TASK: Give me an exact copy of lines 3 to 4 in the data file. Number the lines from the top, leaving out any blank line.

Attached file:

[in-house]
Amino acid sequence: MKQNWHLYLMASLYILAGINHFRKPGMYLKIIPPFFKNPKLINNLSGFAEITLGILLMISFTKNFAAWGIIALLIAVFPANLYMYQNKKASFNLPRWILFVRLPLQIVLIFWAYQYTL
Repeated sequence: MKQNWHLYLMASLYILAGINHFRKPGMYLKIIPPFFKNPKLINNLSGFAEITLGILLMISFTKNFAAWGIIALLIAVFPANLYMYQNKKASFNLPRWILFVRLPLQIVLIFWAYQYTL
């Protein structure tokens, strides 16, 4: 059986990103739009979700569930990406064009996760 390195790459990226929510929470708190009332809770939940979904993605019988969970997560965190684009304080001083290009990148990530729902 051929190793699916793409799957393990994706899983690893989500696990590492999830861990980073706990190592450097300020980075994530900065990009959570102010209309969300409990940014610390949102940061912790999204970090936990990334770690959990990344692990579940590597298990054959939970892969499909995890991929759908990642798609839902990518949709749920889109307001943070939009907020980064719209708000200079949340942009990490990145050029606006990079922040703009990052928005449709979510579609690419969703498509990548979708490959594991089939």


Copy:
Repeated sequence: MKQNWHLYLMASLYILAGINHFRKPGMYLKIIPPFFKNPKLINNLSGFAEITLGILLMISFTKNFAAWGIIALLIAVFPANLYMYQNKKASFNLPRWILFVRLPLQIVLIFWAYQYTL
């Protein structure tokens, strides 16, 4: 059986990103739009979700569930990406064009996760 390195790459990226929510929470708190009332809770939940979904993605019988969970997560965190684009304080001083290009990148990530729902 051929190793699916793409799957393990994706899983690893989500696990590492999830861990980073706990190592450097300020980075994530900065990009959570102010209309969300409990940014610390949102940061912790999204970090936990990334770690959990990344692990579940590597298990054959939970892969499909995890991929759908990642798609839902990518949709749920889109307001943070939009907020980064719209708000200079949340942009990490990145050029606006990079922040703009990052928005449709979510579609690419969703498509990548979708490959594991089939």